Near Death, Always

I was out for a run the other day. As I came up a hill and it felt like my heart was going to pound out of my ribcage, I thought, “What if I dropped dead here.”

I don’t carry any ID when I run, you see; just a music player and a key and a tissue. What if I had a heart attack on the road at 8 am and no one could identify me? How do they identify people who drop dead in the street? I guess it doesn’t happen that often. Or maybe I’m just never around when it does. Maybe it’s like suicide; no one writes about it in the paper unless you’re famous.

Am I famous enough? I guess I would have to die to find out.

Before my next run, I remembered to put the piece of paper in my pocket. I wrote: “[my name.] [Phone number.] Penicillin allergy.” I felt better for about five minutes and then I started thinking, “I bet today is the day I drop dead on the road, just because I finally put the piece of paper in my pocket. That would suck.”

I didn’t die.

Yesterday we went up Grouse Mountain with the children and SA, who is on holiday right now, and my parents, whose 42nd wedding anniversary we were celebrating. To celebrate their marital longevity, they took us up the mountain and bought us lunch. Fantastic!

We were crammed tightly in the “Skyride” gondola — my parents, my husband, my kids, a bunch of hikers, and fifty to a hundred tourists. I have been on the Skyride quite a few times in my life but it was my kids’ first time. Just as it started up with its usual lurch I thought, “If today was the day the gondola broke, we would all die. My emergency contacts one and two are right next to me, my next of kin and the people I am next of kin to. SA’s parents would have to plan our funeral. And just this morning, SA mentioned that we should write our wills. If this were an action/adventure movie, the gondola would fall out of the sky right now. Or there would be a terrorist on the gondola.”

Note: There were no terrorists on the gondola.

There is a bear habitat at the top of the mountain. Part of the mountain is fenced — several acres, I think someone said — and these two bears live there. They were rescued as cubs and grew up together and now hang out for tourists to look at. I wasn’t worried about being eaten by bears, because there is an electric fence and a barbed wire fence, and also I think the bears are pretty happy and well fed. One of them sniffed at me but I think that’s because I smell fantastic, all the time.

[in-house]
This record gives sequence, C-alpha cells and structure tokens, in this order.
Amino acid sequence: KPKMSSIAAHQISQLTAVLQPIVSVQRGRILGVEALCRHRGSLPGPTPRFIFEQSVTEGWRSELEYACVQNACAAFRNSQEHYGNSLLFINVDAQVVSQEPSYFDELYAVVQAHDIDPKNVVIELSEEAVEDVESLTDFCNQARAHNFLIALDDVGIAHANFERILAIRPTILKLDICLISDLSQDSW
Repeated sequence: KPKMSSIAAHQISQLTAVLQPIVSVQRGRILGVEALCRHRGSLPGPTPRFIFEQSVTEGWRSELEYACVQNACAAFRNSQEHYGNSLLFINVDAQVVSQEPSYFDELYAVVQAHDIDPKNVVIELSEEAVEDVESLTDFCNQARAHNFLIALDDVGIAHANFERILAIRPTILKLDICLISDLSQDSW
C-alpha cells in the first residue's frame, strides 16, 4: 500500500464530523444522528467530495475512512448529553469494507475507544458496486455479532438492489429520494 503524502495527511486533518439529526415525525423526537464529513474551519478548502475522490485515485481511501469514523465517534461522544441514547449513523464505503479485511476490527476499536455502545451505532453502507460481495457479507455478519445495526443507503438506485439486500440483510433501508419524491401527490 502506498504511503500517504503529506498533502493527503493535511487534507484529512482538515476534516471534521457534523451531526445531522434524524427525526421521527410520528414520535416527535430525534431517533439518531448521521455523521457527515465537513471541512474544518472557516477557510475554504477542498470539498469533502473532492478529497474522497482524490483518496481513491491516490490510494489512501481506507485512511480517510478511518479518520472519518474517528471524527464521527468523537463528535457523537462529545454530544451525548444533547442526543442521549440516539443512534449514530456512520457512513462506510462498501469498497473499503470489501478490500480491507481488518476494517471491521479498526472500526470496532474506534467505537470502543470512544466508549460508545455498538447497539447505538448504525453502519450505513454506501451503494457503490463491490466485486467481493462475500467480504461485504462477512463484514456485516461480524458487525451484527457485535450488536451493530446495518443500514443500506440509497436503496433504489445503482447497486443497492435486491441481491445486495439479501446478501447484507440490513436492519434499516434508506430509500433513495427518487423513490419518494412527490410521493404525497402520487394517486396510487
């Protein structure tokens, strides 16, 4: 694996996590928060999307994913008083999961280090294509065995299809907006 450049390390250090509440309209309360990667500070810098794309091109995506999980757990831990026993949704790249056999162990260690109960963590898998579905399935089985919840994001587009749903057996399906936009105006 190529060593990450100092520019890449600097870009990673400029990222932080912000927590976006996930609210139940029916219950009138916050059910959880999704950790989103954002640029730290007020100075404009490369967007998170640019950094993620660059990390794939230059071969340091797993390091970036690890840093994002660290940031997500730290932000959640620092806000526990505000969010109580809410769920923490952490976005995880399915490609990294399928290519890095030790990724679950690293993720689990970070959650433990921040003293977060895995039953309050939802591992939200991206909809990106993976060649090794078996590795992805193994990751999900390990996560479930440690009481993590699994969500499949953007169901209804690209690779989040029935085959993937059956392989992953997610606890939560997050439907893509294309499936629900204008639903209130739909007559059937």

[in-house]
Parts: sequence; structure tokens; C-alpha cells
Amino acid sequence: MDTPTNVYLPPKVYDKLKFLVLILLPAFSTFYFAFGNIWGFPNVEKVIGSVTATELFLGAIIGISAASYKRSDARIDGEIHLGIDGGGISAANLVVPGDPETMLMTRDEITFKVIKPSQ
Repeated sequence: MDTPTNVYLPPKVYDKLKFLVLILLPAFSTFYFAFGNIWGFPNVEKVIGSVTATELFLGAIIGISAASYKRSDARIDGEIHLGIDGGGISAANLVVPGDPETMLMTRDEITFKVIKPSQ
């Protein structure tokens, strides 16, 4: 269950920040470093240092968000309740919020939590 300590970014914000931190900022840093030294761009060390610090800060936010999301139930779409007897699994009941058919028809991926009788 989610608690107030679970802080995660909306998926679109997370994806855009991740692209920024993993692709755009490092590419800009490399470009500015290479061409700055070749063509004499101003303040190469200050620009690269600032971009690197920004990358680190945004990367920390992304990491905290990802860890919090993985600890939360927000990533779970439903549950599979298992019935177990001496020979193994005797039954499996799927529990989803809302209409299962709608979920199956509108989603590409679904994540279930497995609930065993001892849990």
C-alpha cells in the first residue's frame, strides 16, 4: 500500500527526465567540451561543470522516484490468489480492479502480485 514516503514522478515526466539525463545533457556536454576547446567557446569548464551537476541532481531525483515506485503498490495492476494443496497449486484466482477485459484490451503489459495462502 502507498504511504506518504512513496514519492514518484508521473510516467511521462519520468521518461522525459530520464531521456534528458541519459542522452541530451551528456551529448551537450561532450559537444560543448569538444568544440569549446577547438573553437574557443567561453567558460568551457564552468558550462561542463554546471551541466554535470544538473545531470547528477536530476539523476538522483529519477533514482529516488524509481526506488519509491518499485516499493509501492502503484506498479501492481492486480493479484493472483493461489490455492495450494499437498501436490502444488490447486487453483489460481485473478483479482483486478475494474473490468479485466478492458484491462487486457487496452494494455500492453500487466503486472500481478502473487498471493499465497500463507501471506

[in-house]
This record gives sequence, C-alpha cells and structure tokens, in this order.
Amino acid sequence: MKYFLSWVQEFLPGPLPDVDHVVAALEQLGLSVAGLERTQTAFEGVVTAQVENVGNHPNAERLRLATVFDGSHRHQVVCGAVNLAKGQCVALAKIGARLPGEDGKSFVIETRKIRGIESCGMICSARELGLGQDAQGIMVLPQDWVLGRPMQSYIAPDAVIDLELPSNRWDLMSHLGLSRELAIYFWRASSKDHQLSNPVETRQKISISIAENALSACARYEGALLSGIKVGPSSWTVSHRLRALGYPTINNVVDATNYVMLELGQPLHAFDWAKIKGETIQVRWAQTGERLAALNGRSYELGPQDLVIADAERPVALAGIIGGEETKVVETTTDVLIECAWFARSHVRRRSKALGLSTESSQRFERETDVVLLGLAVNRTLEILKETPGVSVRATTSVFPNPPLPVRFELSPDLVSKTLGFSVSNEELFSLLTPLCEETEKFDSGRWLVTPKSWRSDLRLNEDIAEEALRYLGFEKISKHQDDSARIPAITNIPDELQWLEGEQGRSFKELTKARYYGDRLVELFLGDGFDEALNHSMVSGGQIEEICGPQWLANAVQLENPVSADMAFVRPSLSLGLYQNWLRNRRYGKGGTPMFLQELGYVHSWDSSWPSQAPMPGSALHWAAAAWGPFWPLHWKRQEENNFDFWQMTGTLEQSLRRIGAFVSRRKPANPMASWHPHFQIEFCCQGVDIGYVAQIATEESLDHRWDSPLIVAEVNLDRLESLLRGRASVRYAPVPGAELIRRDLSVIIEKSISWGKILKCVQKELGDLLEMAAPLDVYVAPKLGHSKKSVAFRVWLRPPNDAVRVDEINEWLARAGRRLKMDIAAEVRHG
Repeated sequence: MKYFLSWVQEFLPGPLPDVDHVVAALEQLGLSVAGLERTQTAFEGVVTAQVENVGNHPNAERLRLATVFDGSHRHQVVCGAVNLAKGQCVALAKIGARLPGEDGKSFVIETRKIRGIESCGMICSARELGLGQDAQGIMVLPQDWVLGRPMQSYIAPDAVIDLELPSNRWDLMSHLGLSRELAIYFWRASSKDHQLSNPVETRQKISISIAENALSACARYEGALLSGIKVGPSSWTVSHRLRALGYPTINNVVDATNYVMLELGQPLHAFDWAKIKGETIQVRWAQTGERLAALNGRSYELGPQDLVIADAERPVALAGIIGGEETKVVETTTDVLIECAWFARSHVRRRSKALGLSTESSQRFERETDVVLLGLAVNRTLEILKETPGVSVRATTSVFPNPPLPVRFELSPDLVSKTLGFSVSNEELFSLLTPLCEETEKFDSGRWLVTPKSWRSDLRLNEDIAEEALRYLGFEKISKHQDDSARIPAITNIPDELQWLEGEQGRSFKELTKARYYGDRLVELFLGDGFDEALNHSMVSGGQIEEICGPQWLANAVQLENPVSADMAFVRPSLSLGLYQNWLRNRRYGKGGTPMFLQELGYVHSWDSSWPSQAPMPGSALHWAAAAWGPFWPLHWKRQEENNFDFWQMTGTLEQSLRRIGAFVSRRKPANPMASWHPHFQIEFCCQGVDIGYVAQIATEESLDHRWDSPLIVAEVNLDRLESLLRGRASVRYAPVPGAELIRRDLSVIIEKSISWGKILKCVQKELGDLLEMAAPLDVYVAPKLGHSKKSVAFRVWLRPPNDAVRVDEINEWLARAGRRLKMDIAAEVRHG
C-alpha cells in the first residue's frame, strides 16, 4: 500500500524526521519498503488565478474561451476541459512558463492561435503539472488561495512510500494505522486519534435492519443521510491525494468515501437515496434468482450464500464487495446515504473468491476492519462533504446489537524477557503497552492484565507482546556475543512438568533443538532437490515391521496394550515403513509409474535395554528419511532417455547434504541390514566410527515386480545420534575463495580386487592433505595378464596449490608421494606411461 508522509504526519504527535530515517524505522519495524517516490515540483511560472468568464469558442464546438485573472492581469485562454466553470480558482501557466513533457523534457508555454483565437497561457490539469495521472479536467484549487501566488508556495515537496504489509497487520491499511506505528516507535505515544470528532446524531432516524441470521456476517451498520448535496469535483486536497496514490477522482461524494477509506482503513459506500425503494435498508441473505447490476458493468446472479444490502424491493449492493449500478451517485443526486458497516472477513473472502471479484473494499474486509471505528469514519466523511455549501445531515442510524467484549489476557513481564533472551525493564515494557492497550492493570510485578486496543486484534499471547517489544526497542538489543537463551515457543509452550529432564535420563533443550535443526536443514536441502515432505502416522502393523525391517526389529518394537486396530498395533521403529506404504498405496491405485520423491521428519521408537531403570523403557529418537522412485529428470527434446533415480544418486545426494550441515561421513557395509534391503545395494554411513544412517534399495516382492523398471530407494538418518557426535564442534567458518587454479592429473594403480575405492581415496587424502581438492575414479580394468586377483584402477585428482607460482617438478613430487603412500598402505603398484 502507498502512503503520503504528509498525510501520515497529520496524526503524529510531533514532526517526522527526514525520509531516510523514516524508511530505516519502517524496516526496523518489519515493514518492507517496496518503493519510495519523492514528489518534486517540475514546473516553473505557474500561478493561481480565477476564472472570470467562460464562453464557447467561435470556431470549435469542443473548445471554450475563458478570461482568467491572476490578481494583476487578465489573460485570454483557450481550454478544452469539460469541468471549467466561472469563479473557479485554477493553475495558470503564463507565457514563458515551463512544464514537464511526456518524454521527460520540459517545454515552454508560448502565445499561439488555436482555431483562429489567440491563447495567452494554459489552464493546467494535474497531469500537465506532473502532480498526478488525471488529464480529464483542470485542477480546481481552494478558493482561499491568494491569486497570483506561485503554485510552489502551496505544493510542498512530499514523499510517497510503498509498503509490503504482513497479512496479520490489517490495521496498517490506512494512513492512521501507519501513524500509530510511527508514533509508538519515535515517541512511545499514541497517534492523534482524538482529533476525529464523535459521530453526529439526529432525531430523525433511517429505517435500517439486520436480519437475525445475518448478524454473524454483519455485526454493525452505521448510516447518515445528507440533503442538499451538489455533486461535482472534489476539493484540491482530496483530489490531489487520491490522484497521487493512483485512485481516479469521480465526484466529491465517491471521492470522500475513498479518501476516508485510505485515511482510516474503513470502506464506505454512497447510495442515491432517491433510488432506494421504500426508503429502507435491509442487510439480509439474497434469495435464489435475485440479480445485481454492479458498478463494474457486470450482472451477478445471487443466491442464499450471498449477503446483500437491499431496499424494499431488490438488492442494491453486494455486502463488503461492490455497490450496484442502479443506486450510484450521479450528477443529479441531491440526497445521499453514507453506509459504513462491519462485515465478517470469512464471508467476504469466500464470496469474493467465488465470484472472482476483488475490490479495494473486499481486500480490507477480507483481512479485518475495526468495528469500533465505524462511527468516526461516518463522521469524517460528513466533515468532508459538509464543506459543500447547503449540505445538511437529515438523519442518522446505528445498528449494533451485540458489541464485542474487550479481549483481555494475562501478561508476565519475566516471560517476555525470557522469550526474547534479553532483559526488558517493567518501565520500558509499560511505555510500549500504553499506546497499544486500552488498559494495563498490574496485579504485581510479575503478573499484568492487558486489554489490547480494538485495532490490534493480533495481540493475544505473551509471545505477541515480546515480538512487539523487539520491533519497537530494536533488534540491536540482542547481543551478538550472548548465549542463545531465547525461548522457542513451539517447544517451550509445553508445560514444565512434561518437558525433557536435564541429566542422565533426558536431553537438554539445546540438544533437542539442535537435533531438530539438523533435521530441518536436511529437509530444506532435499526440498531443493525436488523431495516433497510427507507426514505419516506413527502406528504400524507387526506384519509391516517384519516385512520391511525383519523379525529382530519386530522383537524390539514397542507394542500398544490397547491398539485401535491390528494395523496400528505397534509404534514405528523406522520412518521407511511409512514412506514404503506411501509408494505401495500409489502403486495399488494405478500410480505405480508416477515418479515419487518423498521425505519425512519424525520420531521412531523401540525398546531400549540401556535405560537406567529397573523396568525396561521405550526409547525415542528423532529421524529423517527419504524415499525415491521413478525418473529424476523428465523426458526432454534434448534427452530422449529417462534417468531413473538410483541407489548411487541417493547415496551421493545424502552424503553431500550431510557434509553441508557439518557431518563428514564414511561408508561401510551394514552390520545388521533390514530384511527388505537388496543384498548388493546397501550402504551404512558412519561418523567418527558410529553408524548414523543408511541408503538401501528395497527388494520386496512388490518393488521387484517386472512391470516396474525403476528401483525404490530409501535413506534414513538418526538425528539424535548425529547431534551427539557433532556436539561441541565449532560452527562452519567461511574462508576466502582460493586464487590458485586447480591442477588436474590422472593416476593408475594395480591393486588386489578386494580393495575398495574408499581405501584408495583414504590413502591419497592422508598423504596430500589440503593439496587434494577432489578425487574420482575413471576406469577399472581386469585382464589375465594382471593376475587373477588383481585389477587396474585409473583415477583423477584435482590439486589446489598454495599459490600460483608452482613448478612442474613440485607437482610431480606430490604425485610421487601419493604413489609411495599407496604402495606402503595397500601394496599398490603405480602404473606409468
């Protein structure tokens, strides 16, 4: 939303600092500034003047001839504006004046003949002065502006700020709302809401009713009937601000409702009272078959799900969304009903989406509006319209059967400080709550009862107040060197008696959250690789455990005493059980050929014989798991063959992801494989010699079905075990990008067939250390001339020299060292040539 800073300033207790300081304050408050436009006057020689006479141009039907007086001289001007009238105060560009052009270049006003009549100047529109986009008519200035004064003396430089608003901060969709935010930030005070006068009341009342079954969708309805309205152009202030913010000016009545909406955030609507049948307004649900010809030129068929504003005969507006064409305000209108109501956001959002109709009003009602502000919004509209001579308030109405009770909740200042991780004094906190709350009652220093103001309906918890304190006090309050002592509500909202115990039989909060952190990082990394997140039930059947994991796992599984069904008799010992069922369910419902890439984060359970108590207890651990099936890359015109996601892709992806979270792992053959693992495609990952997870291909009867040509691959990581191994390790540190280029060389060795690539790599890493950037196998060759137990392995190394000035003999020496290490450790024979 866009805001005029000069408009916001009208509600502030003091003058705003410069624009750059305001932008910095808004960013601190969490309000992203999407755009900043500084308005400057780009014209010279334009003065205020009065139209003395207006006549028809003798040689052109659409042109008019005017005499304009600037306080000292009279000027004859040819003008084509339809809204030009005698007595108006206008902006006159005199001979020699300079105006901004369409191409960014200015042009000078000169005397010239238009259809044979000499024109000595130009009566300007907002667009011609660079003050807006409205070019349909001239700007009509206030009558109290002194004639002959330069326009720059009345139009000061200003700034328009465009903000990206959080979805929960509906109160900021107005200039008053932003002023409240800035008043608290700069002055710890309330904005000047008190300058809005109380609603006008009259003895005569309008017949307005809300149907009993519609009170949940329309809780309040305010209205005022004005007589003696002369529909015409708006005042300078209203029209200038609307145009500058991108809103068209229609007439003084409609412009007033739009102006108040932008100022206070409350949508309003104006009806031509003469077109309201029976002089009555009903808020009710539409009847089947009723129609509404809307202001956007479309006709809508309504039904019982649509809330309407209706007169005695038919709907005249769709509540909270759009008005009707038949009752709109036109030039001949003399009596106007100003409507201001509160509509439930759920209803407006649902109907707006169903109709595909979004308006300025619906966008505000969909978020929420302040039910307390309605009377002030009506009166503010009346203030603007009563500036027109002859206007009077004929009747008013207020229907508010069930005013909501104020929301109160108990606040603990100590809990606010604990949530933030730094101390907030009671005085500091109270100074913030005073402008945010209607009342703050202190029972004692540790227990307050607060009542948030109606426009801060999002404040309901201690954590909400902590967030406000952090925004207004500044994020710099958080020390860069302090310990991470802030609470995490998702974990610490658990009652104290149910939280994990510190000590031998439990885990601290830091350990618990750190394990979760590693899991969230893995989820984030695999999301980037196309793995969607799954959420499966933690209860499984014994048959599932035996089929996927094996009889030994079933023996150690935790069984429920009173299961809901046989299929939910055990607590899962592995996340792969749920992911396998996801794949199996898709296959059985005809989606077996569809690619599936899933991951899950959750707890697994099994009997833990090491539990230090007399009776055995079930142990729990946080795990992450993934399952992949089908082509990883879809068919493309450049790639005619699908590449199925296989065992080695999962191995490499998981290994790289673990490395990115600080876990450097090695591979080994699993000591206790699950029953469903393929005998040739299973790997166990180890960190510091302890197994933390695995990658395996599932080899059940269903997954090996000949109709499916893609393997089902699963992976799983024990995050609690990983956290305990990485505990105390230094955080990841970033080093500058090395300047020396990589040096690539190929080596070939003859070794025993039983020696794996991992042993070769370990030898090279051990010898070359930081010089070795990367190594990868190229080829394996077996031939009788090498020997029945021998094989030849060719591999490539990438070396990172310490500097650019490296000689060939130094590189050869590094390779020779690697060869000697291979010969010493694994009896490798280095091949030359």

We had lunch and walked around a lot and the kids took pictures with our digital camera, many of which were of the always-hilarious BUTTS. I deleted most of those. Kept some others. Trombone took this one:

Yes, it was foggy the whole time. Because it is August in Vancouver, that’s why.

This morning, Trombone found a t-shirt in his drawer with a picture of a bear on it and the word “BEAR” printed underneath. Kids’ clothes are kind of random sometimes. He wore it to the park for a huge playdate with a selection of his preschool friends and their siblings and one dog and several parents.

While the kids were playing and the moms were standing around a picnic table covered with snacks, a park employee came over and said, “Sorry to interrupt you ladies but,” and held up a sign that said BEAR SIGHTED IN AREA. I don’t know why he couldn’t say the words. Why did he hold up the sign? We all gasped, as was appropriate. He said, very importantly, “Yes, we had a report yesterday. And they go for the garbage cans..and you are near that one…”

It seemed like he enjoyed the gasps. I saw him go over to some other people and hold up the sign to them, too. I noticed later that the garbage can was pretty full. I wondered if maybe he should have emptied it instead of walking around with his scary bear sign.

“If this were a short story,” I thought, “the bears yesterday plus the bear shirt today plus the bear sighting would probably mean in the next scene we get swarmed by bees.”

But it’s not a short story. We came home and had lunch. We’re still alive, despite it all.

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